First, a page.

& Tonite, Nov. 1 17 Poets! features 17 Poets! Literary & Performance Series proudly presents featured readings with poets Tracey McTague plus a brief presentation by San Francisco / New Orleans poet Don Paul on his current cultural work in New Orleans through poetry. Our features will be followed by OPEN MIC hosted by Jimmy Ross (Sign-up for Open Mic begins at 7:30pm, limit 14 readers). Brendan Lorber was on the schedule but can not get out of New York due to the hurricane. Sign-up begins at 7:30, the feature at 8 pm. McTague organized the Battle Hill Poetry Marathon, the New Zinc Bar Reading Series, and served as both editor & consigliore for Lungfull! Magazine from 2001 to the present. Her forthcoming book, Super Natural, from Trembling Pillow Press, is due out in the winter of 2012
& Friday, Nov. 2 join Room 220 for an evening of discussion between media theorists Joy Fuqua and Michele White at 6 p.m. on Friday, Nov. 2 at the brand new Press Street Headquarters (3817 St. Claude Ave., at Pauline). Both authors have recently released books via Duke University Press that examine, respectively, the history of hospital televisions and television’s role in “hospitalizing” American households, and some social ramifications of eBay.
& Saturday, Nov. 3 at 2 pm. its the Poetry Buffet at the Milton Latter Memorial Libriary, hosted by Gina Ferarra and featuring Danny Kerwick, Melanie Leavitt and Jimmy Ross.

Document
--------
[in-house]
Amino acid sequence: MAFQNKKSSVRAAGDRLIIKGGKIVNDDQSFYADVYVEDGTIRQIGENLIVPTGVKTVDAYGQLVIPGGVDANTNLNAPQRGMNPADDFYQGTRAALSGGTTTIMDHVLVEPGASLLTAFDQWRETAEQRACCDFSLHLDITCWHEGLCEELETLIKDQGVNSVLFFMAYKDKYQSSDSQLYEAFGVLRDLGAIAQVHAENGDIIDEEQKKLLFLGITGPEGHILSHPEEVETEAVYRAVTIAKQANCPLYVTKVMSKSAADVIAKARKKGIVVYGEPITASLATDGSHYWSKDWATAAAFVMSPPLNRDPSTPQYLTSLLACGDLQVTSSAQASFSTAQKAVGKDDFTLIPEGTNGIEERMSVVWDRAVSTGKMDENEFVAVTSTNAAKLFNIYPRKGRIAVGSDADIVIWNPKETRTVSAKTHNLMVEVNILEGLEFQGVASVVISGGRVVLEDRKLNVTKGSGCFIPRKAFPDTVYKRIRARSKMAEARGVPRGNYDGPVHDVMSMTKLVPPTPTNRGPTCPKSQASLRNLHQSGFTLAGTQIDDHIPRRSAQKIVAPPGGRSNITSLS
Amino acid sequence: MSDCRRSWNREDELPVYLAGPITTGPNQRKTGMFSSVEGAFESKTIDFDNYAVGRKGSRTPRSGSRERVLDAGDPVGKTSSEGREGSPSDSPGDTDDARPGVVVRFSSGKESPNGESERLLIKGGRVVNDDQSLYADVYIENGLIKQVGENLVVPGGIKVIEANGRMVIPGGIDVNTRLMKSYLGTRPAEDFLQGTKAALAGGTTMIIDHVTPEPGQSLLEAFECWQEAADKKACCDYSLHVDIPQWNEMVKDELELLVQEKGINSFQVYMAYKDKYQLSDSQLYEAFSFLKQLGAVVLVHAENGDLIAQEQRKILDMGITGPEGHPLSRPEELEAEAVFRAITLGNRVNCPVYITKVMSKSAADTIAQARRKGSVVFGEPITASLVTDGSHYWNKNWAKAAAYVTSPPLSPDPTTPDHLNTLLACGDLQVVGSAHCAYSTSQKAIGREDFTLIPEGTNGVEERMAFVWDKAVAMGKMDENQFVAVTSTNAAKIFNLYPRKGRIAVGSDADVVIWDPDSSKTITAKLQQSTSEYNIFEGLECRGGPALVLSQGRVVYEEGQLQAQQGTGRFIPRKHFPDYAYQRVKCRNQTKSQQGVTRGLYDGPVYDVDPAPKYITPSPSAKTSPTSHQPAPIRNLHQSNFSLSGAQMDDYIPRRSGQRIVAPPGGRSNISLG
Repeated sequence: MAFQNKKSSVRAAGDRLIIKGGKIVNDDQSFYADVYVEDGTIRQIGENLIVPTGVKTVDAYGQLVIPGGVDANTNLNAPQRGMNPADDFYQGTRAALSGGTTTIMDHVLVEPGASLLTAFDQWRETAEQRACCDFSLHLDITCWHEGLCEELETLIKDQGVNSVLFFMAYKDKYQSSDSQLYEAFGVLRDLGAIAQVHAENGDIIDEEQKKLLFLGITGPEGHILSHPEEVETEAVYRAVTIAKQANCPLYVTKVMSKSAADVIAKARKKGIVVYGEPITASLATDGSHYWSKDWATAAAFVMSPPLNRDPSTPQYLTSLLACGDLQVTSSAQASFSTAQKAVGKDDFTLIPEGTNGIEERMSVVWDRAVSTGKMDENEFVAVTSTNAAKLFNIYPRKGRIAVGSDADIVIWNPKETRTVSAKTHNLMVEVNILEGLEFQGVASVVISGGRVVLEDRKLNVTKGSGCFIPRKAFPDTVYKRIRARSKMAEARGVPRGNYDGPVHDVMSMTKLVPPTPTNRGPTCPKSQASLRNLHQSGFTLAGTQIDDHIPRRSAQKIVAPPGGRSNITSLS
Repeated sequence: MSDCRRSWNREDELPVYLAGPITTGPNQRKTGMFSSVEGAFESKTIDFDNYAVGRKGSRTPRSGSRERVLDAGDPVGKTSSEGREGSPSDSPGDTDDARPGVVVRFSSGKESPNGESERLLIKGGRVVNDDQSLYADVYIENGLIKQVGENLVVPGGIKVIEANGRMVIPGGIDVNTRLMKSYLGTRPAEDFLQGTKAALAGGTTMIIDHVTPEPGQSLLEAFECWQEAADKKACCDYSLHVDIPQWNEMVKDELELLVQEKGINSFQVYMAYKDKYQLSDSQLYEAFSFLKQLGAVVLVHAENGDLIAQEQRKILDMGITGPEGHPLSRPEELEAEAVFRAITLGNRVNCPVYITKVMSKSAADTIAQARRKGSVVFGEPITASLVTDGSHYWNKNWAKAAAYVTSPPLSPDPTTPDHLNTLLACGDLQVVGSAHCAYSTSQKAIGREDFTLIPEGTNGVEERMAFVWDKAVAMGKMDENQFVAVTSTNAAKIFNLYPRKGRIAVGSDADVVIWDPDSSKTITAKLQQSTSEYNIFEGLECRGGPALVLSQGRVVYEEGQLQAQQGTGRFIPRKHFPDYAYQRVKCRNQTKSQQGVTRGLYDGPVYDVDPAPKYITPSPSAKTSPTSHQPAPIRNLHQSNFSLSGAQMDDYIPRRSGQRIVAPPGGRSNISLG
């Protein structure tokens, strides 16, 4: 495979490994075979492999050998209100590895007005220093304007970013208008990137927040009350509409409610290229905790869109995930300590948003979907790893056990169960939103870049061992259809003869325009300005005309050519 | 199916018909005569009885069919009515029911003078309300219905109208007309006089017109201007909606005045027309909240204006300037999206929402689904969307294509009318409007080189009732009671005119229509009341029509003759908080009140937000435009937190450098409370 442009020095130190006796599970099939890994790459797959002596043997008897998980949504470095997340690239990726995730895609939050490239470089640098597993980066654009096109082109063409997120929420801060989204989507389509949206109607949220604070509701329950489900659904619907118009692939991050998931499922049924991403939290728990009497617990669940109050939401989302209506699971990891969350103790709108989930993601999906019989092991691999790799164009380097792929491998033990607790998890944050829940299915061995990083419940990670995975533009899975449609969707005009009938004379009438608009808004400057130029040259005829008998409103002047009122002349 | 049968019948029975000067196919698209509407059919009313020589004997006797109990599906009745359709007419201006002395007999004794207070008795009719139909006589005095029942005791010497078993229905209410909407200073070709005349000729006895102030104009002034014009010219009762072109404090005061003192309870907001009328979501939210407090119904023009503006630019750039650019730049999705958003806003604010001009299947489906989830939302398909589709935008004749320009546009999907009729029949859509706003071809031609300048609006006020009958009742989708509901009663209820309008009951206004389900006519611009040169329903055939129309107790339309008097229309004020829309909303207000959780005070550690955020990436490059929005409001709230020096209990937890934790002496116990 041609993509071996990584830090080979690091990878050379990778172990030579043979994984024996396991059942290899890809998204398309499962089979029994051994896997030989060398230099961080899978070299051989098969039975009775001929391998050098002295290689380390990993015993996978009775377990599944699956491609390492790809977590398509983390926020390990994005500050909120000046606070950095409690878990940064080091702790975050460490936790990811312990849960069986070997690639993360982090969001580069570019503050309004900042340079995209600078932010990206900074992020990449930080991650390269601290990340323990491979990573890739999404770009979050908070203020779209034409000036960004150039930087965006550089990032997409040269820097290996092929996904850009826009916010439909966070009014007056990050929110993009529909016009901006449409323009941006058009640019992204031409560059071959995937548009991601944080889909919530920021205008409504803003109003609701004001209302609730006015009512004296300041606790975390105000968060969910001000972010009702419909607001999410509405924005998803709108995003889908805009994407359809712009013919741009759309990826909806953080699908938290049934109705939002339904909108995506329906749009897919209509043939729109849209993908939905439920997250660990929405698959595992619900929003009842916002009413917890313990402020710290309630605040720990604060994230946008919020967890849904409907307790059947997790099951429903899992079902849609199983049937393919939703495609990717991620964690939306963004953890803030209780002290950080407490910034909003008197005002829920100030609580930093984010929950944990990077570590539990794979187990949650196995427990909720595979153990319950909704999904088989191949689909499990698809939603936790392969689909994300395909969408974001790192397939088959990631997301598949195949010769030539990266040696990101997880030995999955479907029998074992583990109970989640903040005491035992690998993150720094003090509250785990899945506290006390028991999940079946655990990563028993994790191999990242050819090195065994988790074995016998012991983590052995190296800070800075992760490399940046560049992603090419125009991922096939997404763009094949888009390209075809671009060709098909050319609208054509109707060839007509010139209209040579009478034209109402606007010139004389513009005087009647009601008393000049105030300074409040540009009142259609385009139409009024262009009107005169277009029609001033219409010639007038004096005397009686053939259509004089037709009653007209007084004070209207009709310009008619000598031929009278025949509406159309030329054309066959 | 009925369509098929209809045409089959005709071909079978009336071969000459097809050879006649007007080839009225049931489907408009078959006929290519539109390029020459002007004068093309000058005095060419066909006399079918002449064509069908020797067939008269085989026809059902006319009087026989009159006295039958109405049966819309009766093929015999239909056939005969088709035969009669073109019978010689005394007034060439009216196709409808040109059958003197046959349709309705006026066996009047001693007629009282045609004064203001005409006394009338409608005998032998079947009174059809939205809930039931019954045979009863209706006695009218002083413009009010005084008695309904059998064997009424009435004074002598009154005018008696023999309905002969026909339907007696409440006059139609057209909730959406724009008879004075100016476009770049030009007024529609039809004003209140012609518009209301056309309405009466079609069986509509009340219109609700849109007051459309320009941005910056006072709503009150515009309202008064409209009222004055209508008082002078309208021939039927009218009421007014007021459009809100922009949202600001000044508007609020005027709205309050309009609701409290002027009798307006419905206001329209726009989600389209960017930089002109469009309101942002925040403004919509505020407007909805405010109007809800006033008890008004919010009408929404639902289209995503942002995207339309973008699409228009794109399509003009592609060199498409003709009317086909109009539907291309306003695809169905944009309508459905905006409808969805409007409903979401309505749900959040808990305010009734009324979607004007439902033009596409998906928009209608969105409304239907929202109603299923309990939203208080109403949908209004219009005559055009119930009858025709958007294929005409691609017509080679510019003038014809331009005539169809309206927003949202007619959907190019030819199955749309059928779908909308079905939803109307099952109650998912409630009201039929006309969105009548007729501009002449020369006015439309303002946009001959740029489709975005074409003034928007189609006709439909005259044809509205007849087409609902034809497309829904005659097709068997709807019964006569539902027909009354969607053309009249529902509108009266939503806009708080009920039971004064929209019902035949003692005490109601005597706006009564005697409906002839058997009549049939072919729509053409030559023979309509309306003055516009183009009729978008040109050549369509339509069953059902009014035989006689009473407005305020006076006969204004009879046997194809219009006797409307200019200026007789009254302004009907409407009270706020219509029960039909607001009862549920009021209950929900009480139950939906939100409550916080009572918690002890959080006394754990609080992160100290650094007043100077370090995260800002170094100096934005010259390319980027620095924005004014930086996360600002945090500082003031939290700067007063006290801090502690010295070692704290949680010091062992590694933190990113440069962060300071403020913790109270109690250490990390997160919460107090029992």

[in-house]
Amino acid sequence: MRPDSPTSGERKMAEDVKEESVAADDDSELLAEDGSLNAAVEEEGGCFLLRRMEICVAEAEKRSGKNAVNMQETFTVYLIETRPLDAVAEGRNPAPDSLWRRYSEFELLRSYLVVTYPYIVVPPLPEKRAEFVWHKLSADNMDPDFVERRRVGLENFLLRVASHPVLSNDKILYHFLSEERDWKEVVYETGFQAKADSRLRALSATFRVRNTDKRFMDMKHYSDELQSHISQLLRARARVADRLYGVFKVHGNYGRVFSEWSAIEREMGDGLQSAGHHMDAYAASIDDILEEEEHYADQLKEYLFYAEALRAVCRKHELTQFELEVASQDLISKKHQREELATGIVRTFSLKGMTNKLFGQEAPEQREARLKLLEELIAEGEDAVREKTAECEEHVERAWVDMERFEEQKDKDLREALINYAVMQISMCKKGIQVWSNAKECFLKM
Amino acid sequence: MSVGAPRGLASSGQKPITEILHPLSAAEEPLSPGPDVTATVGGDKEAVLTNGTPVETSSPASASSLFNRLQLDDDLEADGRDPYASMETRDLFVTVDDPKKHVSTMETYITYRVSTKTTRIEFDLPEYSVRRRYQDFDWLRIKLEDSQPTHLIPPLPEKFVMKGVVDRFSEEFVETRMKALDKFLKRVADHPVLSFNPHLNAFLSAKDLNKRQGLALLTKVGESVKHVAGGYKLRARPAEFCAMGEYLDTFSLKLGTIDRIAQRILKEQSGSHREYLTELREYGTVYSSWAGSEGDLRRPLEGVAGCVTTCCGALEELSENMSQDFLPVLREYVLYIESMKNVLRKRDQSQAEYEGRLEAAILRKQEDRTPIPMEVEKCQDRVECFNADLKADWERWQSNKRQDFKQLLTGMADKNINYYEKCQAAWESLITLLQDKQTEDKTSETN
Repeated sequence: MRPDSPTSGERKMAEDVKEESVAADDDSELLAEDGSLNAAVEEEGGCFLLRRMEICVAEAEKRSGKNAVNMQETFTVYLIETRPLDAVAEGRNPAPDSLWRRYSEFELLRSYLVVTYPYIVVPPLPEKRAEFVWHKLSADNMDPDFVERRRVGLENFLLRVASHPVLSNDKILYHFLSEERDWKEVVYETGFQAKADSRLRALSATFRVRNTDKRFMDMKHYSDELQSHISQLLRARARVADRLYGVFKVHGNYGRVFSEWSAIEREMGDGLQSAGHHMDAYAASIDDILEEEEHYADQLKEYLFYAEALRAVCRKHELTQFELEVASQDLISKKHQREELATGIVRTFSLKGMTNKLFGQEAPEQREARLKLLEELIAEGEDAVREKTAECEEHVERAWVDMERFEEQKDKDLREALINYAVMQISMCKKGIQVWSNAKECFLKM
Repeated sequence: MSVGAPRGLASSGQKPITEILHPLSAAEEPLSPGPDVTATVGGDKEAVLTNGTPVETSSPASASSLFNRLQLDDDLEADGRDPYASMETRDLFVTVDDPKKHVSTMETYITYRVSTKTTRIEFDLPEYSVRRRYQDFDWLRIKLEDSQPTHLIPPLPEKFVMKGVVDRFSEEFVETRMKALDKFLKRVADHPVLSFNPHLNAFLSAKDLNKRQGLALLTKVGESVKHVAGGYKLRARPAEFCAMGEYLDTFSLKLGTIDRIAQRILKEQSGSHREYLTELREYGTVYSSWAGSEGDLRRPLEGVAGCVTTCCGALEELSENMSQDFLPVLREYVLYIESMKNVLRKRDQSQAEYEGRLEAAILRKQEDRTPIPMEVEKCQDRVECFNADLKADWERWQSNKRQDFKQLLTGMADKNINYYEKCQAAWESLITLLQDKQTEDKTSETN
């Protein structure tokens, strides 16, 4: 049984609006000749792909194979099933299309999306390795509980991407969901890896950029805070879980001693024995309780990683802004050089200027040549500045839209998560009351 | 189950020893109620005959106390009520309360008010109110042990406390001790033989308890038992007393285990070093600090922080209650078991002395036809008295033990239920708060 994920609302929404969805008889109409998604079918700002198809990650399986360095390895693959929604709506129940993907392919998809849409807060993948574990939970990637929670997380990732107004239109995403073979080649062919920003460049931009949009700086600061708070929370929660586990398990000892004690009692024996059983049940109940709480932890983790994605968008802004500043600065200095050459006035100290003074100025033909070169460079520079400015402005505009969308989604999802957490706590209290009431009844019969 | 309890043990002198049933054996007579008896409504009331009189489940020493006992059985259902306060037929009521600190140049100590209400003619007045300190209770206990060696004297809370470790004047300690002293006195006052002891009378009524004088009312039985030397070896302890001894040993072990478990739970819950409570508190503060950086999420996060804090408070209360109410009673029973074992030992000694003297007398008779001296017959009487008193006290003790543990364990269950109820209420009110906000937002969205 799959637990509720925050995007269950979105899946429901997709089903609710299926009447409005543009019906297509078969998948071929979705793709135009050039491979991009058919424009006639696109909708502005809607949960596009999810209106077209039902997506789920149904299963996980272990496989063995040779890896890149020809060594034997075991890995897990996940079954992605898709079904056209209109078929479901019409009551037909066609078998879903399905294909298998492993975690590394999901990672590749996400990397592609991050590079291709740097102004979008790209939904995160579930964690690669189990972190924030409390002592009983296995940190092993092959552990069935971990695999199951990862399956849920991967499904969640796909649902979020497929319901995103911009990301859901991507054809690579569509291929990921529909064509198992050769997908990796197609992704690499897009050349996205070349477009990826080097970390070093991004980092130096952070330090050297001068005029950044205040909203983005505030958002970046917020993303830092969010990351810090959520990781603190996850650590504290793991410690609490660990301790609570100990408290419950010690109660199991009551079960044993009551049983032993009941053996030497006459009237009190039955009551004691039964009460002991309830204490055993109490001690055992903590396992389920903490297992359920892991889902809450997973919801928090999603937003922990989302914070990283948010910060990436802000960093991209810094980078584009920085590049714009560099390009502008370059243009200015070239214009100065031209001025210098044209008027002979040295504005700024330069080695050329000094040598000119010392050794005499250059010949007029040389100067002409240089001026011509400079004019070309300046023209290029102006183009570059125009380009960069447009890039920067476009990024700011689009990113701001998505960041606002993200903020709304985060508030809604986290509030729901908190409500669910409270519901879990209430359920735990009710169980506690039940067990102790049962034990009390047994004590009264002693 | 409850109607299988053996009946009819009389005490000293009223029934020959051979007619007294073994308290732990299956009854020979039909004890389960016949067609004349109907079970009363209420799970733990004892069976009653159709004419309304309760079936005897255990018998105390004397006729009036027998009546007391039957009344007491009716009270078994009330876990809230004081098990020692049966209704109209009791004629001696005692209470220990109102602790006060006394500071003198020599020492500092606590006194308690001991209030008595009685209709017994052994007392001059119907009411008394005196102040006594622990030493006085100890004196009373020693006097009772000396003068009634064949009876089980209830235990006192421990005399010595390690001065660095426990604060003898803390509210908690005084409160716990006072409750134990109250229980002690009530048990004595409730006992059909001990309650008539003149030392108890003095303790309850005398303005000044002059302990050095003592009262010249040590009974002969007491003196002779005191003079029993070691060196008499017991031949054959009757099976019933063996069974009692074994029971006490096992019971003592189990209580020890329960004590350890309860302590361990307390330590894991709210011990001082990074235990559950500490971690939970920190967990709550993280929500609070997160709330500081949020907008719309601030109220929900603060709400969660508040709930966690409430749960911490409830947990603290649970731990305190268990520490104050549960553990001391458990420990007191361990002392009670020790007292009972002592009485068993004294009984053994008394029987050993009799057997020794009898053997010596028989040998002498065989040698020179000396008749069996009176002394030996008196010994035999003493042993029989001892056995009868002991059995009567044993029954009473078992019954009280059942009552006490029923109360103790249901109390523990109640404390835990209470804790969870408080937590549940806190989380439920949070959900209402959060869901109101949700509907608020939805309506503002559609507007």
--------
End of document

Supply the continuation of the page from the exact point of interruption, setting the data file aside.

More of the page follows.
& Also on Nov. 3 Micheal Zell reads from and signs his novel Errata at Faubourgh Marigny Art & Books 3-5 p.m. (signing), 6-8 p.m. (reading & signing). Picture a neo-noir Nabokov using Stern-like disgressions directed by Joycean movements of the mind. This book, with its sultry darkness of city and soul, teaches the reader how to uniquely read it.
& Every Saturday it is Story Time with Miss Maureen at the Maple Leaf Bookshop, with a new children’s book, crafts and more.
& Sunday, Nov. 4 at Maple Street Bookshop’s Healing Center location, Ken Foster presents his book I’m A Good Dog at 1 pm. “A beautiful book about some of the most beautiful and big-hearted dogs in the world—dogs who’ve been misunderstood and discriminated against for far too long. Ken Foster and his rescue work are a gift to animals and people alike. Everyone should read I’m a Good Dog to learn the truth about pit bulls, and celebrate them.”
—Rebecca Skloot, author of the #1 New York Times bestseller The Immortal Life of Henrietta Lacks
& Sunday at 3 p.m. at the Maple Leaf Bar Reading Series is an Open Mic, preceded and followed by the usual poets-and-alcohol frivolity. Intererested readers should contact Nancy Harris about featuring at New Orleans’ longest-running poetry reading series, founded by Everette Maddox.